Art is dangerous!


            • #7
              Thanks Chad, I remember you mentioning them and just found their address online last week. Wonder what they'd get for a truck headache rack? (My next project), I'll have to call today and find out.
              Amateur welder with many projects in mind


              • #8
                try this stuff, my father in-law and his buddies swear by it


                • #9
                  It is better to take your stuff so they can see it and give you a quote. I made some display stand frames when I talked to Steve about it he said $40 when he saw it in person he said $12.50
                  My porch swing cost $40. Ask him what colors they have coming up. If they have a color that is coming up and you can live with it then you can get your stuff back faster.

                  Art is dangerous!


                  • #10
                    All this talk about rust is giving me flashbacks to my navy days and scores of man years chasing rust. With scrapers, chipping hammers, chains, and if lucky needle guns or deck crawlers. Red lead was primer of choice leading to leaded mud around piers.

                    You'd be happy to know that even with all the high-tech coatings today, nothing beats good ole Red Lead. I remember driving over the Coronado Bridge and looking down at all the red ships in the shipyards on 32nd St.
                    The Navy has even gone as far as to looking at sub-contracting out to civilian companys to take care of basic ships husbandry like chipping and grinding. Guess the Navy thinks the new breed of sailor needs more time to sit behind the computers...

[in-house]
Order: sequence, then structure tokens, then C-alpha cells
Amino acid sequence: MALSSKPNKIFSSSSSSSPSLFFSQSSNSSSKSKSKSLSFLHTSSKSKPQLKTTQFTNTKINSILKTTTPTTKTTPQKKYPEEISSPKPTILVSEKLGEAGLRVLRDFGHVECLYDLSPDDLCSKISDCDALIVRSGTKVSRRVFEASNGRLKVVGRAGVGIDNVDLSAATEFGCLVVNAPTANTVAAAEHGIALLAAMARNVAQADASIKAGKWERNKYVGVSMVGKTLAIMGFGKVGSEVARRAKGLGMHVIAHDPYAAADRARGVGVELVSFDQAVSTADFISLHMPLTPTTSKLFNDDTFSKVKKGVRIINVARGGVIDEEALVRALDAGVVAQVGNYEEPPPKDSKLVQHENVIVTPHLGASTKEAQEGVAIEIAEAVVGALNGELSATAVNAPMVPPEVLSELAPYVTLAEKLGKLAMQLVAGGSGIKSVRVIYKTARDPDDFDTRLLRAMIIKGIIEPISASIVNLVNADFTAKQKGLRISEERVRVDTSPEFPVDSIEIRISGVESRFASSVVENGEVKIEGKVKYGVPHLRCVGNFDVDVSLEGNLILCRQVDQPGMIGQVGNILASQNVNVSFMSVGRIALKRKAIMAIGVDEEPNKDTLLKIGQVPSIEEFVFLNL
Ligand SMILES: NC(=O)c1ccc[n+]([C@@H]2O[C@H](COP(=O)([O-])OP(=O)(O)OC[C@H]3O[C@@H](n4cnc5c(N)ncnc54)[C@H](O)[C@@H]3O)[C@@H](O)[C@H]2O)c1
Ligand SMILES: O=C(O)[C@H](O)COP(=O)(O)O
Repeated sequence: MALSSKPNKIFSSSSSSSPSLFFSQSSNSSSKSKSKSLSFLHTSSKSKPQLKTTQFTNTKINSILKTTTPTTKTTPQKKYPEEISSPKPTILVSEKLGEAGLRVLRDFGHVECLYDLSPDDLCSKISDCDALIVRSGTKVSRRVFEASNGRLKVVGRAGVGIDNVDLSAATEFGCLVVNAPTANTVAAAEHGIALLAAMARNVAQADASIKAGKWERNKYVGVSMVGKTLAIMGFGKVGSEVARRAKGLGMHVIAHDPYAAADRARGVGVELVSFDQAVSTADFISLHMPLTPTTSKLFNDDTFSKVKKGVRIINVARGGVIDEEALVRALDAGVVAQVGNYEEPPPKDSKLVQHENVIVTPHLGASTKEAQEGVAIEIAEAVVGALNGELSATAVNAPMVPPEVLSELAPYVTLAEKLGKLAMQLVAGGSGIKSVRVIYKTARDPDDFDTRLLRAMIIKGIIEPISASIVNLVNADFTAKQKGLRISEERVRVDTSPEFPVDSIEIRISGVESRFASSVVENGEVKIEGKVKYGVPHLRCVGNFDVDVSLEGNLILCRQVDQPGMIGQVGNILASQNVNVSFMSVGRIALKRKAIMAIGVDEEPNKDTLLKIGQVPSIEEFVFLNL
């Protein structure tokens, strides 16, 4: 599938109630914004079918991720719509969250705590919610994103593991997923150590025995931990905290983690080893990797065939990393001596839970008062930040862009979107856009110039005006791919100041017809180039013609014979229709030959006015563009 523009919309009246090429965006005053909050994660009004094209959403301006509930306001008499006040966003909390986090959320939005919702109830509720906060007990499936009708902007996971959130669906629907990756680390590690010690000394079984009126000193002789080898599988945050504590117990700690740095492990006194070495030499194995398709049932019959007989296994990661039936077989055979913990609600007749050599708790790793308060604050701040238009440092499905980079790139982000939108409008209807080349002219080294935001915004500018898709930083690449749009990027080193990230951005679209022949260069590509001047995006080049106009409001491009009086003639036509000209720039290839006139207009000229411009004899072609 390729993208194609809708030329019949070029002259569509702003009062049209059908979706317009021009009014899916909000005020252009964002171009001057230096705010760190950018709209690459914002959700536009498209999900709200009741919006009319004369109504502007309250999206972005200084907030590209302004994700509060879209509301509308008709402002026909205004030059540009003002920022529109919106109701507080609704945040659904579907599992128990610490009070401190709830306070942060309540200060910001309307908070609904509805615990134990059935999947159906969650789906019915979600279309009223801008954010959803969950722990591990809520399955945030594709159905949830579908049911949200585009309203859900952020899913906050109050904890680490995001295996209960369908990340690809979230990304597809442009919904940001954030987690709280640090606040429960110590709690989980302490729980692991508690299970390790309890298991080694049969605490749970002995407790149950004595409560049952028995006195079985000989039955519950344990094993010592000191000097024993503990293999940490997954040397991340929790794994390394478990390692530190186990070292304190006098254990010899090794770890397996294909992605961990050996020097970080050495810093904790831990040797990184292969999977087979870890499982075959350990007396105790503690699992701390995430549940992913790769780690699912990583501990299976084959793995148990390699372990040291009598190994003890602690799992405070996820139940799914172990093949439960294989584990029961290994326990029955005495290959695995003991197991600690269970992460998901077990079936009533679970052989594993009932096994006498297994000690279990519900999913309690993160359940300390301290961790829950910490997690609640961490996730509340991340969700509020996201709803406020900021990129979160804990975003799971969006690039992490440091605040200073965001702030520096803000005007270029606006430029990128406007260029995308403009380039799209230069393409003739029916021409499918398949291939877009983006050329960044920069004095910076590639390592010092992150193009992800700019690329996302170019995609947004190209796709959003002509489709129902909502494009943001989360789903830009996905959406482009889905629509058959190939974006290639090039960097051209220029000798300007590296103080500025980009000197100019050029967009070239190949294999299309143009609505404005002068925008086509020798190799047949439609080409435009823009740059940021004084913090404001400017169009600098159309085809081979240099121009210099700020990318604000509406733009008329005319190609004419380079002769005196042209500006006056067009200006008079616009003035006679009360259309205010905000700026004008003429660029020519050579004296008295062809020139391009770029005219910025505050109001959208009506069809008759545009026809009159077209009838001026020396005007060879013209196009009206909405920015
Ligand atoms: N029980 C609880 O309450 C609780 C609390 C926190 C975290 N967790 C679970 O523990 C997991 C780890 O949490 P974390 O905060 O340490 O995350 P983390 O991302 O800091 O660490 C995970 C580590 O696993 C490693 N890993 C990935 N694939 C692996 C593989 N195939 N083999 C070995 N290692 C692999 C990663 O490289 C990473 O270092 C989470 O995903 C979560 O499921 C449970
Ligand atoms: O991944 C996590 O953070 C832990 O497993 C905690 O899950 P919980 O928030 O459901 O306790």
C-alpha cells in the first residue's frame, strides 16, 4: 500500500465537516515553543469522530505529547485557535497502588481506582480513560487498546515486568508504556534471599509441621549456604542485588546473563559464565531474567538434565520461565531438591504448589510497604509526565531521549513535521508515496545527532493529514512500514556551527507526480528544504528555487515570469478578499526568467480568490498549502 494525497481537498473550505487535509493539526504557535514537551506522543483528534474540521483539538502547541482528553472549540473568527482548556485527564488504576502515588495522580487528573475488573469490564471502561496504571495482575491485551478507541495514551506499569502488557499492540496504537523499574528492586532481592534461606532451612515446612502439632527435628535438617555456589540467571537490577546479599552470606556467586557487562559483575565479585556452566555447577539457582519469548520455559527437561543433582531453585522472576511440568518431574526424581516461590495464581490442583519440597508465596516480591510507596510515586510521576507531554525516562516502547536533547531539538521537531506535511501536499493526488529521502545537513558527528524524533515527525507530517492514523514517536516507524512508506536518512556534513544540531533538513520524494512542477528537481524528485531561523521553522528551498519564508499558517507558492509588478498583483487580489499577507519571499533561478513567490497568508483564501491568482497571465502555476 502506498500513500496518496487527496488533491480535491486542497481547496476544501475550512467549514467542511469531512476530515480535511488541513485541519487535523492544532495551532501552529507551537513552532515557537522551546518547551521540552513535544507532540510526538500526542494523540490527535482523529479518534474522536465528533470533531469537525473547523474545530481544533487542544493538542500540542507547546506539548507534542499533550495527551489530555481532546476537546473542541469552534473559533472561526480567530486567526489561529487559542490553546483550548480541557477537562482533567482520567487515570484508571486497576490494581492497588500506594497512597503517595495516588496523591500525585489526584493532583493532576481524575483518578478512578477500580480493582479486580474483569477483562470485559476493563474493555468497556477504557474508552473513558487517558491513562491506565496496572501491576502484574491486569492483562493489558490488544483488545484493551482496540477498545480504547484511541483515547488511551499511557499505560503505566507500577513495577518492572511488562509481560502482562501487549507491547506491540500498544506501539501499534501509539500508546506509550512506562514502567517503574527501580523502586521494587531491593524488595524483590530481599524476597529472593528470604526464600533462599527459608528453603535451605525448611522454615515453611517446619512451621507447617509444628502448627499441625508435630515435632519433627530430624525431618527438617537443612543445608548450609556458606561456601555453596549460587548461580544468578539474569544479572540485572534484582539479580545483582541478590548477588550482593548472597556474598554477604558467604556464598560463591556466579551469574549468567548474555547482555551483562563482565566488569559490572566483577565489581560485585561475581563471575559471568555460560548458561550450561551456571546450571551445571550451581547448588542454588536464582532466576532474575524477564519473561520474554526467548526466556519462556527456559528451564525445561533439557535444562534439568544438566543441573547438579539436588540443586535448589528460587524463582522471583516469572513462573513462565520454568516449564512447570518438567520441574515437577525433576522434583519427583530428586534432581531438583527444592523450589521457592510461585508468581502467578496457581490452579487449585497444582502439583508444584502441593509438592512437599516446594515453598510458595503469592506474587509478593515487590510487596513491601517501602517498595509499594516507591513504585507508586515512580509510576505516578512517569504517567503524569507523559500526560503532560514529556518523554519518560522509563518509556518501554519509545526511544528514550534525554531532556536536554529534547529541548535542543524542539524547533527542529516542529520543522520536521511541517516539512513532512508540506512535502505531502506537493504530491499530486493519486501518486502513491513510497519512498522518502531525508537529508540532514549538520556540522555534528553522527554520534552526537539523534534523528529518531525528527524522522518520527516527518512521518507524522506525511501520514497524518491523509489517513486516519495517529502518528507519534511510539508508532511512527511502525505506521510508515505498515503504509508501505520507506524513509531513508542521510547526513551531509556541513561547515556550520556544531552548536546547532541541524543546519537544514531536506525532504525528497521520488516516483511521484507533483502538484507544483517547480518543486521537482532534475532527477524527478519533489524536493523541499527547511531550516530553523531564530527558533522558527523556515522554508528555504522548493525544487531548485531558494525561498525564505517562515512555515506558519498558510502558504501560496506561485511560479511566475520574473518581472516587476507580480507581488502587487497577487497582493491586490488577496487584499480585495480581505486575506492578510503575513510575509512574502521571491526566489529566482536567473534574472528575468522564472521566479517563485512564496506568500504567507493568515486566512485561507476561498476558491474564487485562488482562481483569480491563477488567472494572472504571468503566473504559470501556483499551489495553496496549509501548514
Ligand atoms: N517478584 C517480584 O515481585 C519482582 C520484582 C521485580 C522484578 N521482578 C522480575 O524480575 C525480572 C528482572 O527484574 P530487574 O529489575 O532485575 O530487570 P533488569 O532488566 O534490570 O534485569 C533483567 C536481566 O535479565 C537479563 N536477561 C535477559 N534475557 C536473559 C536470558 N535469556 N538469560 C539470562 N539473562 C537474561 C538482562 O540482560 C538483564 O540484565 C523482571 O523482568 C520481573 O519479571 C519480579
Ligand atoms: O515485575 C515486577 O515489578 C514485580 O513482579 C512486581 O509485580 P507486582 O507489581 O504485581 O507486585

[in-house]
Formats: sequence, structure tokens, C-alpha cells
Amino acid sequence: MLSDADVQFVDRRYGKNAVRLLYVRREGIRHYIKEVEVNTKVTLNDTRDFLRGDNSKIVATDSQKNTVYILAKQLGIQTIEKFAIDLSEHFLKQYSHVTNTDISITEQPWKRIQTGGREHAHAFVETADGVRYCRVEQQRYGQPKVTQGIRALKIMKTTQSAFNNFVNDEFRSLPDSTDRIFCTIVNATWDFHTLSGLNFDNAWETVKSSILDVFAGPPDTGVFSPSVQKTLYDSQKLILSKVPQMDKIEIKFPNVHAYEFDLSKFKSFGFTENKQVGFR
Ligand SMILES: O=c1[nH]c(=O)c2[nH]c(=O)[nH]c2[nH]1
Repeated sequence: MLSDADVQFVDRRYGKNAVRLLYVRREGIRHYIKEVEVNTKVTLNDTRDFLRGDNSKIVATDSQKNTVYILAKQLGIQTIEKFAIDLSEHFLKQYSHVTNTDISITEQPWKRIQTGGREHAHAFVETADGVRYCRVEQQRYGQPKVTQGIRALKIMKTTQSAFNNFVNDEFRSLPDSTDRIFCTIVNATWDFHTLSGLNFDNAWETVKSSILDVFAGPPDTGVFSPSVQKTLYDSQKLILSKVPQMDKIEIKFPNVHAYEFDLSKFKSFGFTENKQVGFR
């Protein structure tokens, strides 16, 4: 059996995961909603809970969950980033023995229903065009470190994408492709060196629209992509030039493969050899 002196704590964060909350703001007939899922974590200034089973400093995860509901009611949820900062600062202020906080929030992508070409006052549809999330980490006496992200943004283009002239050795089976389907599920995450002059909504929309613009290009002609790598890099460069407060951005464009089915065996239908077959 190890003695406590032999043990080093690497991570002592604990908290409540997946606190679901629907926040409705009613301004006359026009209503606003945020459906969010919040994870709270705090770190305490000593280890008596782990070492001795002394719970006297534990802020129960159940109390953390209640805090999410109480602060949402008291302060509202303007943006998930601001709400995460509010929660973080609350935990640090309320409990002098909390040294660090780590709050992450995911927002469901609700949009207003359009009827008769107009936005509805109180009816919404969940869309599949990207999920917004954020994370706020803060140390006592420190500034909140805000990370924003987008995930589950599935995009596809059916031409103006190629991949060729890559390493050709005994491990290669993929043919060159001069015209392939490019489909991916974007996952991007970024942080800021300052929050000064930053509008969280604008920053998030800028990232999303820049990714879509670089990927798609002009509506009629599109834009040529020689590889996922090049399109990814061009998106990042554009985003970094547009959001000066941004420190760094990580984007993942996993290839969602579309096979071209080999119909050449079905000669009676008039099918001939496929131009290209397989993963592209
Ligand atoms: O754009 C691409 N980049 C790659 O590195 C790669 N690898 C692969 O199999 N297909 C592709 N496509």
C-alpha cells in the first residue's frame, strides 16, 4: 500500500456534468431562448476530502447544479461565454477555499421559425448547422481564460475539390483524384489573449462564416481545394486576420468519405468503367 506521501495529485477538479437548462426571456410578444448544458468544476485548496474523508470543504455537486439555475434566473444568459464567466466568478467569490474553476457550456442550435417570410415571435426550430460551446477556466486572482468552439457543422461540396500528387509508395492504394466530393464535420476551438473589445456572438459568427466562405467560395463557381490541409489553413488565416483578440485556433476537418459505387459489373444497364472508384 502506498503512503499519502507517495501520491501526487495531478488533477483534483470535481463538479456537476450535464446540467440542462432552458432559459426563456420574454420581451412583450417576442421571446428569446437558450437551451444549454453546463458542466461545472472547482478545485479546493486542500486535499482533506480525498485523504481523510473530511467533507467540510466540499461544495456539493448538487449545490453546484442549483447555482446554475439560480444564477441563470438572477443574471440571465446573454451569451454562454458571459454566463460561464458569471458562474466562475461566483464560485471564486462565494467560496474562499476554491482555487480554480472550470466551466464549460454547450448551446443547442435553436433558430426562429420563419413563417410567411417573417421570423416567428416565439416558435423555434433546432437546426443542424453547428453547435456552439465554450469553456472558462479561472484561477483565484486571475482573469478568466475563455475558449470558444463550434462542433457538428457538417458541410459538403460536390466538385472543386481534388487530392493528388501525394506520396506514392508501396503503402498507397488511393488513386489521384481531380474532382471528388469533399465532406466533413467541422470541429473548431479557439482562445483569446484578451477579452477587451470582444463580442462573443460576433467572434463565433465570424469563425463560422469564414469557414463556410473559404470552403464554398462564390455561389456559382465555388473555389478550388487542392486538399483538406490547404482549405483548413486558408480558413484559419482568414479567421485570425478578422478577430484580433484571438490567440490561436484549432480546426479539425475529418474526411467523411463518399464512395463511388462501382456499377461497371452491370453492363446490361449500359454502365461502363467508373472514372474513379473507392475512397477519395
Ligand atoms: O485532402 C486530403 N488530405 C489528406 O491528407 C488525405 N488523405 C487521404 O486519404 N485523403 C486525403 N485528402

Andy (BMCS/EOD/SW/AW)

                    *Still got my quals on a needle gun
                    Navy Bomb Disposal-It's a BLAST!!


                    • #11
                      Roger & Andy must be youngsters cause I ain't heard mention of a Holey Stone, a memory any deck ape would love to be able to forget.
                      The tea method isn't a whole lot different from Phosphoric acid treatment, but thanks to our GooBerMunt protectin us from everything, tea is a lot easier to come by than Phosphoric acid is these days. A few boxes of tea bags in 10 gallons of water, stirr like he!! every day and soak the part in the tea.
                      Another method is to get yourself some blackstrap molasses (comes dehydrated for cow food) and mix it up in water, and let the rusty part soak in it, rinsing thoroughly every couple days till all rust is gone. DRAWBACK to molasses is it only removes rust, and doesn't convert it like Phosphoric or Tannic acid processes do.
                      If you want to do electrolytic cleaning, use a solution of Sodium Silicate in water for the electrolyte, and run the process just like derusting. Pressure washing is recommended prior to immersion to minimize the amount of tank time.
                      BIG THING to remember about electrolytic derusting, DO NOT use stainless anodes cause they leave you with some real nasty hazmat products in the bottom of the tank. I'm about to start an experiment with sheet graphite for the anode, hopefully it will not hold the scum deposit like metal anodes do.
                      Between electrolytic and acid conversion, I haven't sandblasted anything in 5 years for rust removal. Electrolytic is definitely cheaper, and no **** dust.


                      • #12
                        I've been aboard a few big gun ships and tender with teak decks but never had the pleasure of holey stoning their decks. Last ship I was on you couldn't buy Red Lead but got all they needed from salvage.


                        • #13
                          Hey Franz, I find this interesting and have never heard of electrolytic derusting. You say items needed are a tank ? what should tank be made of stainless or? Arm & hammer washing soda what would mix be to gallons of water. Then a battery charger connected to ? two leads that are suspended into tank without touching tank ?